Research Question: Learning new skills depend on changes in the underlying neural activity, and in many cases, are improved by active engagement of the learner. What large-scale changes in cortical encoding underlie perceptual learning? How does norepinephrine, a key neuromodulator involved in cognitive alertness, influence cortical circuits to promote perceptual learning?
Interdisciplinary Approach: This project will use behavioral measurements in actively learning animals, cellular-resolution monitoring of neurons, and mechanistic intracellular analysis in brain slices to better understand the neural circuit basis of perceptual learning.
Potential Implications of Research: Our experiments will advance the science of learning toward an integrated view of the neurobiological basis of perceptual learning. Project results may facilitate development of methods for improving learning by directed manipulations of neuromodulatory systems in normal and diseased brains.
Project Description: Perceptual learning is the progressive improvement of skill in performing a sensory task that occurs through practice. Perceptual learning occurs throughout the life of an organism and is thought to involve changes in the structure and function of neurons in the sensory cortex. This essential form of learning depends on active engagement from the learner, but the underlying neurobiology remains unclear. Norepinephrine released from locus coeruleus neurons is thought to enhance sensory processing by modulating the transfer of information through cortical circuits. Drugs that modulate norepinephrine, such as methylphenidate (e.g., Ritalin), a first-line therapy for Attention Deficit Hyperactivity Disorder (ADHD), further suggest that norepinephrine may play a role in effective learning. However, the mechanisms by which norepinephrine may regulate perceptual learning are not well understood.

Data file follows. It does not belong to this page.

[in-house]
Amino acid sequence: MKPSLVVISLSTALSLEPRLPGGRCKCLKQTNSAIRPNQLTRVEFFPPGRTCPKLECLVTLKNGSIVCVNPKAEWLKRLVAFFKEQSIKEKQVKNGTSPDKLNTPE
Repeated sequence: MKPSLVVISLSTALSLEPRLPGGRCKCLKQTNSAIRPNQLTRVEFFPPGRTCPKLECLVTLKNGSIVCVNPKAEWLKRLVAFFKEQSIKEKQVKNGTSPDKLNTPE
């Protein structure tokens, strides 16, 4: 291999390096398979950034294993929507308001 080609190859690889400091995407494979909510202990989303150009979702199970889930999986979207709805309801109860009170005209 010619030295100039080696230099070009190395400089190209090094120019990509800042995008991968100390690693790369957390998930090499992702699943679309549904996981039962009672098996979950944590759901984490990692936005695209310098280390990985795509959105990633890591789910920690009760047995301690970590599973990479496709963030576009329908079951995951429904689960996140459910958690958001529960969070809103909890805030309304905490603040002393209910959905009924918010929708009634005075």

Our project will investigate the role of norepinephrine in modulating cortical responses (Fig. 1) during a perceptual learning task and identify the underlying neuronal circuits and cell types that generate these responses. First, we will ask how two different populations of pyramidal neurons change their response properties during perceptual learning. Second, we will determine the responses of locus coeruleus neurons, the major source of norepinephrine in the central nervous system, during this task and ask how their activity patterns change during perceptual learning (Fig. 2). Third, we will quantify the responses of these two populations of cortical neurons to norepinephrine in vitro and investigate the underlying cellular mechanisms. These experiments will help provide an integrated view of how perceptual learning arises from changes in sensory cortical dynamics under the regulation of the brain’s norepinephrine system.